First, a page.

WWII Quiz




 
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October 18th, 2005  
The Cooler King
 

Topic: WWII Quiz


I had the idea of having a quiz on WWII. The rules are you only ask a question if you answer a question right. So if I ask a question, you answer it, I tell you your right, then you ask a question. I'll start off and good luck.
After a fixed period of time after the correct answer is confirmed (i.e. two days) if the original person to answer has not submitted a new question, the forum becomes open for new questions by someone else.
If possible, please post a source with your answer.

Who was the only American to serve with both the US Army and Russian Army in WWII?
October 18th, 2005  
MightyMacbeth
 
 
aww comon, a hint!?!? atleast his rank or something...
October 18th, 2005  
The Cooler King
 
Lets see...

He was in the 506th PIR of the 101st Airborne.
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October 18th, 2005  
Fox
 
 
Okay, give me another question, please.
October 18th, 2005  
The Cooler King
 
Ok, I'll give some more hints.

He was sent to Stalag III-C in Poland.

The Russian unit he was with was a tank regiment commanded by a woman Major.

He was offered a scholarship to the University of Notre Dame, but turned it down to join the Airborne.
October 18th, 2005  
Fox
 
 
That's intersting me. What was his name?
October 19th, 2005  
CanadianCombat
 
 
Corporal Dale Thatcher

Wait i was wrong this is the real guy.

Joseph "Jumpin' Joe" Beyrle (1923-2004) was the only known soldier to have served in both the United States Army and the Soviet Army. Born in Muskegon, Michigan, Beryle graduated from high school in 1942 with a scholarship to the University of Notre Dame but enlisted in the army instead.

Enlisting in 1942, he chose to become a paratrooper, joining the 506th Parachute Infantry Regiment of the 101st Airborne's "Screaming Eagles" division, specialising in radio communications and demolition, and was first stationed in Ramsbury, England to prepare for the upcoming Allied invasion from the west. After nine months of training, Beyrle completed two missions in occupied France in April and May 1944, delivering gold to the French Resistance.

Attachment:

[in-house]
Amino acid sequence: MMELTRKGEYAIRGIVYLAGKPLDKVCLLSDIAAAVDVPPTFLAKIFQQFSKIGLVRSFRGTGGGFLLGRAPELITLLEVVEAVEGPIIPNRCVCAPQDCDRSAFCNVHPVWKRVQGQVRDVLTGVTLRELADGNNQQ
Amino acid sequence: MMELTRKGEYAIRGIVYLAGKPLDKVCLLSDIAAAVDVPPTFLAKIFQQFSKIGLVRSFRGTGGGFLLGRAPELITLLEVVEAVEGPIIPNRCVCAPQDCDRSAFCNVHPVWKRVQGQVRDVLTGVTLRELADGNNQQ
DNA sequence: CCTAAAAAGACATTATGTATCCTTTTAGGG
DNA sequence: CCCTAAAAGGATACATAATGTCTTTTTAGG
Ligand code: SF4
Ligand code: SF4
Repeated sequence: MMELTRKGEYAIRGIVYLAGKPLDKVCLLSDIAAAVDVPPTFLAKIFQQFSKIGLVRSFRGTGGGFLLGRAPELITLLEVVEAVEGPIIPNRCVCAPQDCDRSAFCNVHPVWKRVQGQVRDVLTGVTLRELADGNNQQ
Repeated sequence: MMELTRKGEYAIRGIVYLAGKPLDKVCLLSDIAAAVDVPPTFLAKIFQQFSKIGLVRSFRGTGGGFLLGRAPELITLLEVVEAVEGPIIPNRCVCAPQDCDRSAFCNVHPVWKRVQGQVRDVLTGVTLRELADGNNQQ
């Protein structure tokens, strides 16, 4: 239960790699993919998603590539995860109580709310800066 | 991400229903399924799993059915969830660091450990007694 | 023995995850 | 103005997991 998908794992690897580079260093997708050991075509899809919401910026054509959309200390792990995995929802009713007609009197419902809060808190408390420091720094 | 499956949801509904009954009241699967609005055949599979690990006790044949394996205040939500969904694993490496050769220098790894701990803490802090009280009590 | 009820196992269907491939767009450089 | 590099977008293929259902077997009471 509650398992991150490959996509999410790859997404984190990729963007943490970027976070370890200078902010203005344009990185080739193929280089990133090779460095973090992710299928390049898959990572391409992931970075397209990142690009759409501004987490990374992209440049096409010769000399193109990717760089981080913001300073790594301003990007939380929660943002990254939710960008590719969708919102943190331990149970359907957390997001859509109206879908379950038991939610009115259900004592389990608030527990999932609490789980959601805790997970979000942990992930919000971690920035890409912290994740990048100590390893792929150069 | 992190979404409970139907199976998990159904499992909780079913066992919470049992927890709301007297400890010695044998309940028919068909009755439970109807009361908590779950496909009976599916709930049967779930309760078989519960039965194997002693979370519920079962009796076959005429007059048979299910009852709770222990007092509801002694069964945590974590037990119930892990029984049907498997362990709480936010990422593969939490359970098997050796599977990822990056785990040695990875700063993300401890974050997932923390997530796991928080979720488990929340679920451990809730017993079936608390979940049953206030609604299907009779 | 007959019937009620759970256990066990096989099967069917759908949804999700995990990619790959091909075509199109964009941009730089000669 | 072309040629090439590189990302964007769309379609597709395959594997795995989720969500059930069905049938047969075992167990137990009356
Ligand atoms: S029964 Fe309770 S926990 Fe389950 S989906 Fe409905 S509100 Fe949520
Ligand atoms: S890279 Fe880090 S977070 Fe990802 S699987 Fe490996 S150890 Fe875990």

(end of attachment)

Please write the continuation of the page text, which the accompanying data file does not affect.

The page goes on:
On June 6, D-Day, Beyrle's C-47 came under enemy fire over the Normandy coast, and was forced to jump from the exceedingly low altitude of 120 metres. After landing in Ste Come Du Mont, sergeant Beyrle lost contact with his fellow paratroopers, and succeeding in blowing up a power station, and performed other sabotage missions before being captured by German soldiers a few days later.

Over the next seven months, Beyrle was held in seven different Nazi prisons, escaping twice only to be recaptured. Beyrle and his fellow prisoners had been hoping to find the Soviet army, which was a short distance away. After the second escape, Beyrle was turned over to the Gestapo by a German civilian. Beaten and tortured, he was released to the German military after officials stepped in and determined that the Gestapo had no jurisdiction over prisoners of war.

Beyrle was taken to the Stalag III-C POW camp in Alt Drewitz, from which he escaped in early January 1945. He headed east, hoping to meet up with the Soviet army. Encountering a Soviet tank brigade in the middle of JanuaryŚreportedly holding his "hands up and [saying], 'Amerikansky tovarishch, Amerikansky tovarishch"ŚBeyrle convinced the brigade's commanders to allow him to fight alongside the unit on its way to Berlin, beginning his month-long stint in a Soviet tank battalion, where his demolitions expertise was appreciated.

Beyrle's new battalion was the one that freed his former camp, Stalag 3-C, at the end of January, but in the first week of February, he was wounded during an attack by German Stuka dive bombers. He was evacuated to a Soviet hospital in Landsberg (now Gorzˇw Wielkopolski in Poland), where he received a visit from Soviet Marshal Georgy Zhukov, who, intrigued by the only non-Russian in the hospital, learned his story through an interpreter, and provided Beyrle with official papers in order to rejoin American forces.

Joining a Soviet military convoy, Beyrle arrived at the U.S. Embassy in Moscow, only to learn that he had been classified by the Pentagon as KIA on 10 June 1944 on French soil, and forced to prove his identity from his fingerprints.

Beyrle returned home to Michigan on 21 April 1945, and celebrated V-E Day two weeks later in Muskegon.

After leaving the U.S. Army, Beyrle worked for Brunswick Corporation for 28 years, retiring as a shipping supervisor.

His unique service earned him medals from U.S. President Bill Clinton and President Boris Yeltsin on the 50th anniversary of D-Day in 1994.

Beyrle died in his sleep of heart failure on December 12, 2004 during a visit to Toccoa, Georgia (the town where he trained with the parachute troops in 1942). He was 81.

His son, John Beyrle, is currently deputy chief of mission at the U.S. Embassy in Moscow.

On 17 September 2002, a book by Thomas Taylor about Beyrle, The Simple Sounds of Freedom, was published by Random House. A paperback version, Behind Hitler's Lines, came out 1 June 2004.
October 19th, 2005  
The Cooler King
 
Yup, you got it CanadianCombat. Your turn.
October 19th, 2005  
Fox
 
 
I like that story. Hollywood should make movie about him.
October 19th, 2005  
MightyMacbeth
 
 
okay, comon , ur turn CanadianCombat

cmon cmon!!